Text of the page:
Belgium still regret the day, exactly four years ago, when an opportunity begged and they fell short. It was not a vintage Argentina side that they faced in Brasilia and, despite going behind to an early Gonzalo Higuain goal, they had plenty of time to put things right. But they never really looked like pulling level and, despite the wealth of vaunted talent they could call upon, went home at the quarterfinal stage.
So much had been promised but, faced with an experienced giant, they failed to live up to their breathless billing.
Now they face battle-hardened, world-class opponents once again, but the situation feels different. Belgium have a different manager, Roberto Martinez, but they also have plenty more football under their belts, and when they kick off against Brazil on Saturday, there will be a palpable sense that their time has to be now. For half a decade this generation of Belgian players has been touted as one that would, one day, be able to take on and beat the best: now they have to prove it and, as much as any demonstration of their football ability, the key will surely lie in how they master their psychological approach.
It was an excellent question, then, that a Belgian journalist put to Martinez in his pre-match news conference. The talk from the Belgium camp — repeated by Romelu Lukaku earlier in the afternoon — has been that they are the underdogs against a Brazil team with history and honours behind them. Did that mean that, faced with the possibility of an era-defining triumph, Belgium are afraid of being favourites?
“No, no, the difference is clear,” Martinez stressed. “The two sides are very similar in terms of the qualities we have, you’re right in describing the talent. The difference is that we haven’t won a World Cup, it’s as simple as that. When you’ve gone into a tournament and haven’t had the know-how of winning a tournament, you can’t have the advantage. Brazil have got that psychological barrier out of the way.”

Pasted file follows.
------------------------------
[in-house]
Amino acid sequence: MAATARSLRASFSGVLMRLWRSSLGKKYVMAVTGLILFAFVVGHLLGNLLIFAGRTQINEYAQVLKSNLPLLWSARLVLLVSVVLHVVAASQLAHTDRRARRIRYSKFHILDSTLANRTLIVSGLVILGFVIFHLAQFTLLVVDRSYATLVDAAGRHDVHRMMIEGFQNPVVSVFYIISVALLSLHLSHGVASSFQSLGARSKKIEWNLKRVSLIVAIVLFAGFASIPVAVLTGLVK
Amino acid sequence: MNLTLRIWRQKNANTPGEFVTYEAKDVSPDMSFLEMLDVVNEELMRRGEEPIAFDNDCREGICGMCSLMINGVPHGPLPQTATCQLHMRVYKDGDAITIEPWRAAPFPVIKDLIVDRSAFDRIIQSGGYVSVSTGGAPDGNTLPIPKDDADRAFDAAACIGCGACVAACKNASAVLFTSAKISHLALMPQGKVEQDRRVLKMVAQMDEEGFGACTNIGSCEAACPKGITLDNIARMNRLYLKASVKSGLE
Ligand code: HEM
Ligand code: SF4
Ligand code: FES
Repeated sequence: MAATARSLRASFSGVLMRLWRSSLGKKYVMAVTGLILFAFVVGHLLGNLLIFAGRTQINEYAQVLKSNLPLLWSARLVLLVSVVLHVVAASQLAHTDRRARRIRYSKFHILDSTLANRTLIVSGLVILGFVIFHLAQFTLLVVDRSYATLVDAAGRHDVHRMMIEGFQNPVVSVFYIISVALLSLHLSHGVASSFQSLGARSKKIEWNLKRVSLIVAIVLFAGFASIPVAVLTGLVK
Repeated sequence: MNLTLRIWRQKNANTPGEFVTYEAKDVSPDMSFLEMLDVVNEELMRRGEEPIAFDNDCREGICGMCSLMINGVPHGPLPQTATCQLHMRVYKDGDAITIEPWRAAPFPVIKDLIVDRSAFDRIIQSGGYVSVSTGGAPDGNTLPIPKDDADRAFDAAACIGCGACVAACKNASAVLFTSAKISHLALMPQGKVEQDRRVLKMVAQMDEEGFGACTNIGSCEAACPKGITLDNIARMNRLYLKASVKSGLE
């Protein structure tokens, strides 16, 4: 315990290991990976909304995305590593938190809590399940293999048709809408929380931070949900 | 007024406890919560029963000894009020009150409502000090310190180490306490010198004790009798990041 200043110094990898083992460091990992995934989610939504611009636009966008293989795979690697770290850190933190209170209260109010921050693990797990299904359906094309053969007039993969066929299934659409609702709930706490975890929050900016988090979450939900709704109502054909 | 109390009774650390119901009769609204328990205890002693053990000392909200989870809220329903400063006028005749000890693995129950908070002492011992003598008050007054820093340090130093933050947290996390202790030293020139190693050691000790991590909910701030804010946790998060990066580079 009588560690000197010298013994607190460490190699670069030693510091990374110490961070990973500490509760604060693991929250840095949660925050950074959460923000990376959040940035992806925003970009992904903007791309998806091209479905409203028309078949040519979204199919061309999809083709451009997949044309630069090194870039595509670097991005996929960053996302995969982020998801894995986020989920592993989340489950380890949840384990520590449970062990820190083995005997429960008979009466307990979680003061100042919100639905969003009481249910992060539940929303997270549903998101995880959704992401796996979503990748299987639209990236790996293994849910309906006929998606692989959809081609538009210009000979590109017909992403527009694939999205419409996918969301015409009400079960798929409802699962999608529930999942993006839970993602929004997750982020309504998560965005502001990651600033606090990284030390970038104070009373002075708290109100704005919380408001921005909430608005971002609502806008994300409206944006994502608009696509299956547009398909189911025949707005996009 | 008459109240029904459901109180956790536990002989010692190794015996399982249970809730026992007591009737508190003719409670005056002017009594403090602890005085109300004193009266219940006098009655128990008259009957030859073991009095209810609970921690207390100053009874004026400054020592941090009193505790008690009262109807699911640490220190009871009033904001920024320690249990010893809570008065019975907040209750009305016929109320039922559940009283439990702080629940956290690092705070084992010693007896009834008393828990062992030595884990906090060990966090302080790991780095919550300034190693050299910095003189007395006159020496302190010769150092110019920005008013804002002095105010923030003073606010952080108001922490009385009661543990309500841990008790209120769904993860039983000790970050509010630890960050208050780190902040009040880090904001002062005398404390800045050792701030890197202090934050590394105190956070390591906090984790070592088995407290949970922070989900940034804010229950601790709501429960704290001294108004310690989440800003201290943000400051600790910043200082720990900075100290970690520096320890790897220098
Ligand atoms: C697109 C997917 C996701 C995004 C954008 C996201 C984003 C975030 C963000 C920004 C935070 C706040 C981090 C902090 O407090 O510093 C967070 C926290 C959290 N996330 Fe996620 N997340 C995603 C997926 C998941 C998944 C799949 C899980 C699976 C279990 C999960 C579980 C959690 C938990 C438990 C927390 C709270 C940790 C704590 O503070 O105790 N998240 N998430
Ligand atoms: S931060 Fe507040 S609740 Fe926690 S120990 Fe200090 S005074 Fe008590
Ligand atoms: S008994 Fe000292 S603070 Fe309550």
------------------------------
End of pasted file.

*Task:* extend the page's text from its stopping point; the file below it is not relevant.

Perhaps, but none of Brazil’s current squad have a World Cup to their name and the weight of history, particularly in as intense a football environment as the South American country, can work two ways. A little modesty is understandable, but nobody would be too put out if Belgium swaggered into town, “This is what we’ve got — now what will you do about it?”
What Belgium have is a free-scoring side — 12 in their four games to date — whose attacking patterns, as shown in the manner of Nacer Chadli’s scintillating winner against Japan, are more sophisticated than those of anyone else left in the tournament. Brazil have been calling upon Willian to put the brakes on Eden Hazard, but the likes of Lukaku, Kevin De Bruyne and Dries Mertens have also been in sleek form, and there is also the plan B — involving the towering figure of Marouane Fellaini — that worked so well on Monday.
So far Belgium have found a way to put sides to the sword, even when their backs have been against the wall. It is a trait well worth celebrating.
“The biggest strength in our squad is that we’ve got different ways of attacking,” Martinez said. Belgium feel they can exploit Fagner, Brazil’s inexperienced right-back, and hurt a defence that has been relatively untroubled so far. They will surely have more cutting edge than Mexico, who flattered to deceive in the round of 16, but the concern lies further back.
The defence looked cumbersome against Japan, Jan Vertonghen particularly slow on his feet as Genki Haraguchi ran clear to open the scoring, and it is also a concern that they shipped two goals to Tunisia. They have been far from the most unbalanced side at this World Cup, but increasingly it appears their best chance of going all the way is by subscribing to the traditional Martinez playbook: we’ll score one more than you.
“For the last two years we’ve been preparing for this moment,” continued Martinez, whose side certainly looks far more coherent than the often-hesitant outfit bequeathed by Marc Wilmots.
That, however, is not quite true.
Belgium have been building up to a test like this since the turn of the decade, when a teenage Hazard had already made his debut and Lukaku was on the verge of his own international bow. This is an occasion many years in the making and Belgium, after so much talk around their prospects, have to deliver this time.
Nick Ames is a football journalist who writes for ESPN FC on a range of topics. Twitter: @NickAmes82.